Two faces of European tolerance
Europe likes to boast of its tolerance and multiculturalism, blaming other countries for human rights violations, however, it cannot do away with the discrimination against Gypsies. Residents of a district of Marseille, France, angry about poor sanitation and crime, burned down a Gypsy settlement. Other Europeans keep up with Marseille as well.
The residents of Marseille told the authorities that it was necessary to take steps to evict the civilized camp, but they were not heard. Then on September 28 they burnt 40 houses in the camp, scaring away all of its residents, the newspaper La Provence reported. Police arrived at the scene, but no one was arrested because "there was no physical violence." What good is there in the fact that President Francois Hollande in his campaign vowed that he would not expel Gypsies like Sarkozy did? The residents are chasing them themselves, because there has been no action in solving the problem of employment.
The Interior Minister of France Manuel Valls disagrees with Hollande. He said during a recent visit to Bucharest that the government would continue to eliminate slums and fight the illegal crossing of French borders by foreign nationals. Deportation without resettlement continues at the same pace as before, at the risk of destroying the delicate balance between the French and the Gypsies, said Laurent El Ghozi, one of the four founders of the Romeurope group supporting the Gypsy minority.
The tense situation has developed in other EU countries - Italy, Spain, the Czech Republic and Portugal, where the Gypsies migrated from poorer Romania, Bulgaria and Hungary. In Eastern Europe, there are seven to eight million Gypsies. There, for the most part, they are not citizens of their respective countries, and have no rights and the ability to work. Even outside of the Schengen area, with tenacity they are "taking over" the more affluent neighbors, including northern Europe.Recently, the Parliament of Norway discussed the issue of the settlement of 200 people near Oslo. In Italy, home to 700,000 Gypsies, former Prime Minister Berlusconi, along with Sarkozy had tough measures against them. He entitled the prefects of the cities to expel them from the country, even if they were citizens of the EU. A year ago, the country discussed the case of kidnapping by a gypsy in Turin of a two-year-old girl right out of a supermarket cart behind the child's mother's back. In the same area three months ago cases of burning of Gypsy settlements were reported.
In tolerant Portugal residents of the city of Beja erected a brick wall to separate themselves from the troubled Gypsy neighborhood. There are many holes in the wall, so there are not many practical benefits from it, but the bars on the windows of the houses and guard dogs are helping the cause. In the Czech Republic, the residents of Litvinov city provide moral support to the radical-right Workers' Party in its confrontation with the local Gypsy settlement. A year ago, only the police cordons were able to prevent lynching. The Ministry of Internal Affairs of the Czech Republic warned that the country's neo-Nazi movement relies on terrorism to achieve its main goal - the expulsion of Gypsies.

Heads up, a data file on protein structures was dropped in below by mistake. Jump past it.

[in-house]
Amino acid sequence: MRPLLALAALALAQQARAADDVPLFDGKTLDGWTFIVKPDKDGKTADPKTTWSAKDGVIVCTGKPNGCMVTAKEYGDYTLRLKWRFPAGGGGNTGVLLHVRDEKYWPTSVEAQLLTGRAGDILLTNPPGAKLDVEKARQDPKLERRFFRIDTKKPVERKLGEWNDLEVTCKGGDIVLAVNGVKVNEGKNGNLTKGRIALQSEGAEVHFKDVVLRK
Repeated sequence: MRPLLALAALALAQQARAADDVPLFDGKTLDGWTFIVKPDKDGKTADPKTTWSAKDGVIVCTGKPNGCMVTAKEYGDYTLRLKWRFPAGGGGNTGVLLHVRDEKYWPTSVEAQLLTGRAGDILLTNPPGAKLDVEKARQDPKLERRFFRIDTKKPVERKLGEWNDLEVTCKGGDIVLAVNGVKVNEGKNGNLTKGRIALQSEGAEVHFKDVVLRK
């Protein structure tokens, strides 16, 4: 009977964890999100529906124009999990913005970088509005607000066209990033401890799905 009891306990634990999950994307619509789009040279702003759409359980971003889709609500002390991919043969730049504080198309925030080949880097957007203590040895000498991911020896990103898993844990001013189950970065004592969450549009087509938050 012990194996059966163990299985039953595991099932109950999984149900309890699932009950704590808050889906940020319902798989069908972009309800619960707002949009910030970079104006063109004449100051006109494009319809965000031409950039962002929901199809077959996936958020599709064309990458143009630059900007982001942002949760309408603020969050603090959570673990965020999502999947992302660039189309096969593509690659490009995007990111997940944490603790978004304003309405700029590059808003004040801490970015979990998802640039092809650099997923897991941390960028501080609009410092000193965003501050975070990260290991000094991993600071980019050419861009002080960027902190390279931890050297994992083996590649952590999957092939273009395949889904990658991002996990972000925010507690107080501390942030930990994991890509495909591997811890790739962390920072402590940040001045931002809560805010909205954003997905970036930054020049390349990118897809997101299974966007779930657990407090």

In neighboring Slovakia there are special schools for Gypsy children. Even Spain, home to about a million Gypsies touted by the European Commission, has its problems. Statistically, only 5 percent live in "ghettos", but only one in four is registered by the social services. 85 percent go to school, but only 35 percent graduate, and so on.
Statistics aside, the real situation is very alarming. In Madrid around 10 thousand Gypsies have settled. Something has to be done with this mass of Gypsies near the capital, but no one knows what exactly. Some governments sigh with relief when the troubled neighbors are gone, others want to solve the problem, but it does not work, and not because of the crisis alone. Why does the issue persist? The Europeans do not want to integrate the Gypsies and vice versa. Gypsies prefer theft, fraud and drug trafficking to work. The French police have recently made arrests of young pickpockets from the settlement in the suburbs of Paris. The youngest was 9 years old, and all of them were from the so-called Hamidovic clan that accounts for 75 percent of robberies in the Paris Metro.
Of course, this is just the tip of the iceberg. Gypsies do not pay taxes, do not want to work and do not send their children to school, and even attack government officials. "Gypsies appear like ghosts, invade the offices or municipal officials and emerge at the meetings of local legislative assemblies, and even seek personal meetings to solve their problems in an inadequate form," said an employee of the Portuguese Center for territorial studies.
The policy of all governments in Europe is criticized. The UN report states that forced evictions are unacceptable and alternative solutions should be sought in accordance with the human rights standards. "Evictions continue and threaten to bring the entire families to situations of extreme vulnerability," said in a statement a speaker of the commission for minorities, immigrants, housing and racism.
But this criticism is useless. Europe continues suppressing Gypsies. It all sounds good on paper, but once a camp settles nearby, the locals begin to take measures. The negotiations on the return of Gypsies to their homeland end in failure. For example, the Spanish side argues with Romania that they should take their Gypsies back since Spain has 25 percent unemployment rate, and Romania - only 7 percent. Romania, in turn, is ready to take them back, but is unwilling to pay for the deportation. Gypsies do not care since they make a living not by working, and the average Spaniard has more money than the average Romanian.